Dangers of Datura in maize
Datura, commonly known as ‘Thorn apple’ or ‘Olieboom’, is a very common weed in most crop producing regions of South Africa. It drives us all mad and they never seem to stop emerging. This weed can be an absolute curse to control and can have severe negative impacts on your crop if left unmanaged.
In this article we will look at the dangers associated with Datura and what we can do to manage them and the damage they cause in our crops.
Datura can grow to a height of 1,5 m and is often found growing in big clusters in and around your lands. It is distinctly identifiable by its fruit which is a round pod or capsule covered in thorns. When the fruit reaches maturity these pods split open to release hundreds of small black kidney shaped seeds. Unfortunately for farmers these pods are usually splitting open at the exact time that the combines are starting to run up and down the fields during harvest time.
The plants have a smooth thick stem and produce irregularly shaped leaves. The flowers are white or pale purple. These weeds are designed to be robust and resilient which is why they are very difficult to control. The fact that they spread hundreds of seeds which germinate very easily also does not help the problem. The seeds are deep germinating, which means that they need to be submerged in a layer of moist soil to germinate. This is why we notice the weed growing especially vigorously in conventionally tilled lands.
There is a very significant danger attached to Datura weeds in your crops. The seeds of the Datura plant are extremely poisonous to humans. If a human consumes the seeds they could experience a range of severe effects such as convulsions, hallucinations, dizziness, nausea and if a significant amount is consumed it could even lead to paralysis and death. This is why farmers need to take special care when producing maize and other crops.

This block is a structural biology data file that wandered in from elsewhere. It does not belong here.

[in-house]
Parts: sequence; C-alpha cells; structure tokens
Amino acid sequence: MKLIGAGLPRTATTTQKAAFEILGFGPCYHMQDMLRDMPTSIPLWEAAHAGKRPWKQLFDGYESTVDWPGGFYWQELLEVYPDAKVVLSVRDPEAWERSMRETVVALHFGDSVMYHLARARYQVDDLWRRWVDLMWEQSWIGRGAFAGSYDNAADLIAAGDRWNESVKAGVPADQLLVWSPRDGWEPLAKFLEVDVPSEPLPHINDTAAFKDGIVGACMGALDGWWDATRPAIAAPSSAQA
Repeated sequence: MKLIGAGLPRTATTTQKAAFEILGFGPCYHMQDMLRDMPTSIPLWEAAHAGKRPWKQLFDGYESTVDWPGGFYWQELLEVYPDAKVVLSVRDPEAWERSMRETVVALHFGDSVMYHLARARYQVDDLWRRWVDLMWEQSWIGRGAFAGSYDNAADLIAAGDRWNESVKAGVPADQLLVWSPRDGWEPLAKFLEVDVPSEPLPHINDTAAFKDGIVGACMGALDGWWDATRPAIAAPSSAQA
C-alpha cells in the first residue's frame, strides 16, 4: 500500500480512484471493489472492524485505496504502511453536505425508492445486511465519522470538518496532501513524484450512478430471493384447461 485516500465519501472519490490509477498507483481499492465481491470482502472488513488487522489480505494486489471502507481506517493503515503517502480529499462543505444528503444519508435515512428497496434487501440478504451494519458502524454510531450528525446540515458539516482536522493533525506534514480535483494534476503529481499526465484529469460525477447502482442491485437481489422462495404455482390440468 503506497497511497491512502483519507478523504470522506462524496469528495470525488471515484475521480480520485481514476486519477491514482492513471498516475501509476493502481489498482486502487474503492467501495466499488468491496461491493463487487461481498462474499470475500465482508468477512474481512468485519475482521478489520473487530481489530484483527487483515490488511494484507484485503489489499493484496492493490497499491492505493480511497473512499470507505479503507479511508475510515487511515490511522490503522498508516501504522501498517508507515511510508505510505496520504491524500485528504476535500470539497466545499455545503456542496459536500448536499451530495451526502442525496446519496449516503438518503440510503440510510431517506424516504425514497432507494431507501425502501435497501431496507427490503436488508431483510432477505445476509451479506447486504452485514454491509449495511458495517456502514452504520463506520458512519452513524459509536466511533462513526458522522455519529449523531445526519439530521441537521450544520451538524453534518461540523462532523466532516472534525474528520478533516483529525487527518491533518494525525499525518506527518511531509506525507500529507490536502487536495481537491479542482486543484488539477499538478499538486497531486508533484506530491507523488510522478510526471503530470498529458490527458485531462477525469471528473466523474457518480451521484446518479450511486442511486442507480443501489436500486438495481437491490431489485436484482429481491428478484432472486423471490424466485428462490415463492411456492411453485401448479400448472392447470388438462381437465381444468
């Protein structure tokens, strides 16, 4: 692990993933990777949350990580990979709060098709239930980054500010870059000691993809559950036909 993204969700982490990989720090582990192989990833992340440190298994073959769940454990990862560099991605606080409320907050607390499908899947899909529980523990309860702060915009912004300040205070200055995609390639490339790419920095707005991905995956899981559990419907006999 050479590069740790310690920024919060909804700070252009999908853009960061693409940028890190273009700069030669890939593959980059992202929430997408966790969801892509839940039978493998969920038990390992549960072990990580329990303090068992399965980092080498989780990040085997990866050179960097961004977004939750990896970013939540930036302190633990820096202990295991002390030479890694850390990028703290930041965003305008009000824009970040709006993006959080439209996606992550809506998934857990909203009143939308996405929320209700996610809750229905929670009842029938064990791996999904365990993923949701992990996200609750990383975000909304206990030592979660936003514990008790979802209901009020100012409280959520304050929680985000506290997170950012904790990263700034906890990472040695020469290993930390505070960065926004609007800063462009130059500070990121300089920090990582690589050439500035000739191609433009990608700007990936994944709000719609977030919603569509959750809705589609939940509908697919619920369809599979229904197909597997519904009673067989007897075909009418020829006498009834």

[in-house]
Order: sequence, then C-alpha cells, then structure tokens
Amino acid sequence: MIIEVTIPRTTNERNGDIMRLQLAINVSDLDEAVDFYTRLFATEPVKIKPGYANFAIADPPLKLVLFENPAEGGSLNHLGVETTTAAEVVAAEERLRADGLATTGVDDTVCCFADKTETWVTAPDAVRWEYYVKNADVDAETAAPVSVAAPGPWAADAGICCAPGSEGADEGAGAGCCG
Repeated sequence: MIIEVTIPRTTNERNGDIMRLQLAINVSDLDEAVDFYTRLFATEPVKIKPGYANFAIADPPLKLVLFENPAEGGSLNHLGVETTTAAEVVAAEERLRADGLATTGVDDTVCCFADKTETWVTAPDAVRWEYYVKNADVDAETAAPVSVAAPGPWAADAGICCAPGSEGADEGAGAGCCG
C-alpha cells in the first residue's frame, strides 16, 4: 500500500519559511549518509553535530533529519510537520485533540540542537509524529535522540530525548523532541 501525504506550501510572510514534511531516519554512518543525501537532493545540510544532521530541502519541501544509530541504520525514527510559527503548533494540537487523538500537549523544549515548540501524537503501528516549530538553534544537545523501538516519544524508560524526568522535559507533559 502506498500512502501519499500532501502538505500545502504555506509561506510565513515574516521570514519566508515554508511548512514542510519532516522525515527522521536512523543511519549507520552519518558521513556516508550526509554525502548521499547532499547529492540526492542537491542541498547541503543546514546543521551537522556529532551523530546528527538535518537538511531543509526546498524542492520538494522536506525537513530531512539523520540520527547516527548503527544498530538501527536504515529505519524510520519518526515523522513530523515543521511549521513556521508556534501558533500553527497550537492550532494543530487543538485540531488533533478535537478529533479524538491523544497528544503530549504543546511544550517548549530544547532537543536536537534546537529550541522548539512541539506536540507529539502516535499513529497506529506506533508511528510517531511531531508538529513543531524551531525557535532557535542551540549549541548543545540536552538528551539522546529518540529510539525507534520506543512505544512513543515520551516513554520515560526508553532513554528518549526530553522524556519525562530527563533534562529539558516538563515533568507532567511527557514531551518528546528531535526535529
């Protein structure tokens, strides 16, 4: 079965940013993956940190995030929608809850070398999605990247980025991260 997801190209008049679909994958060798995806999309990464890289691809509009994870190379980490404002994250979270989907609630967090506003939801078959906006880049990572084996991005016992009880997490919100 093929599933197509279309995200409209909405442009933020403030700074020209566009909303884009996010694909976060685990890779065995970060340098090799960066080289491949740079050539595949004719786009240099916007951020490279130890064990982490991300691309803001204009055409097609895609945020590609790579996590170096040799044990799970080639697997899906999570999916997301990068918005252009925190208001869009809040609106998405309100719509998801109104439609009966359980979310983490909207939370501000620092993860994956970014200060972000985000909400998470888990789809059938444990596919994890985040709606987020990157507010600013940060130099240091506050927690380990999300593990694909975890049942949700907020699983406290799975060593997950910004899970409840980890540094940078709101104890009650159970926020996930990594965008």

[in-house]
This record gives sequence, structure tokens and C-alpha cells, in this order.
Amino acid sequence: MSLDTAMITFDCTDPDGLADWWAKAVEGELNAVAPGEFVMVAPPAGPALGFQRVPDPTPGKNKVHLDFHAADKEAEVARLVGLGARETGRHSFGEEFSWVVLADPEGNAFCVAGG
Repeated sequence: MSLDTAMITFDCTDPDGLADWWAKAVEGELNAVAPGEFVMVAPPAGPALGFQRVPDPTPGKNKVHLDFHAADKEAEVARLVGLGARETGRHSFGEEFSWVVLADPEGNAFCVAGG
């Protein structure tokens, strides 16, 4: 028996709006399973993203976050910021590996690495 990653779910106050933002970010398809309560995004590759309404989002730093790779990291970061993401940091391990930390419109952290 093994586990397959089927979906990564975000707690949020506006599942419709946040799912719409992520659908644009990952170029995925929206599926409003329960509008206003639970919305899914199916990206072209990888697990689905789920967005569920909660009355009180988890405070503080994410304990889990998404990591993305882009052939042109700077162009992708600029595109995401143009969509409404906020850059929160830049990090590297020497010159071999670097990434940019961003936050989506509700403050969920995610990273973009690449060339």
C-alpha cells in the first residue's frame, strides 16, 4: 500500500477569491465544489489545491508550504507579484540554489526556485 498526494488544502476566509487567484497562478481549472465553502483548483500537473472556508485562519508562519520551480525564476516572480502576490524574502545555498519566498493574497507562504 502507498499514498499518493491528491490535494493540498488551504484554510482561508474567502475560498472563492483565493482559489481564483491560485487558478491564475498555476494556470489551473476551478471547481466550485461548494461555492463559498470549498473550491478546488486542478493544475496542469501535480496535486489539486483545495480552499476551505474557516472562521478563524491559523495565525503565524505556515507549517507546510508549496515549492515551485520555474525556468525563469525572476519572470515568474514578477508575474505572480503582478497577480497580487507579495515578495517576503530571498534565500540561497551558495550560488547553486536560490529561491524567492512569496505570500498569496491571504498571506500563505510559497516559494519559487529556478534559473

Farmers should always have a good weed control program which will control the establishment of this weed. If chemical control is not effective, then mechanical methods should be implemented, even if it means hoeing by hand. If farmers fail to do this then they will suffer the consequences when it comes to harvesting time.
There needs to be effective control during harvesting time. Make sure that your machines have the correct sieves which are all in working order. Farmers can be penalised for contamination when they deliver their maize to the co-op’s or other grain facilities which is contaminated with Datura seeds. Only a small percentage is accepted after which penalties will be handed out. In South Africa, the maximum permissible contamination of products for human consumption is one Datura seed per 10 kg of maize kernels. The farmer will suffer financially which is why we need to do all that we can to control Datura from the early stages. If you could not avoid the occurrence of Datura in your maize for some or other reason, rather than suffering the penalty it may be a wise option to sieve your own maize before delivering it. This will be costly but it will most likely pay off when you receive your full possible income with first grade maize.
A farmer should always have a good weed control strategy to protect his yield. This strategy should be implemented from planting and carried through the entire growth stage of the maize plant. Our goal is for maize plants to have roots which are optimally developed so that there can be maximum access to moisture and nutrients.
As farmers we have a mission which is to grow maize. We want big pips and full cobs. If this is our goal then we need to do all that is in our power to achieve this. It starts from the moment the first seed is planted until the moment the last cob is harvested. And this dedication needs to be repeated year on year.
Article submitted by Gavin Mathews, Bachelor in Environmental Management.
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Publication: February 2016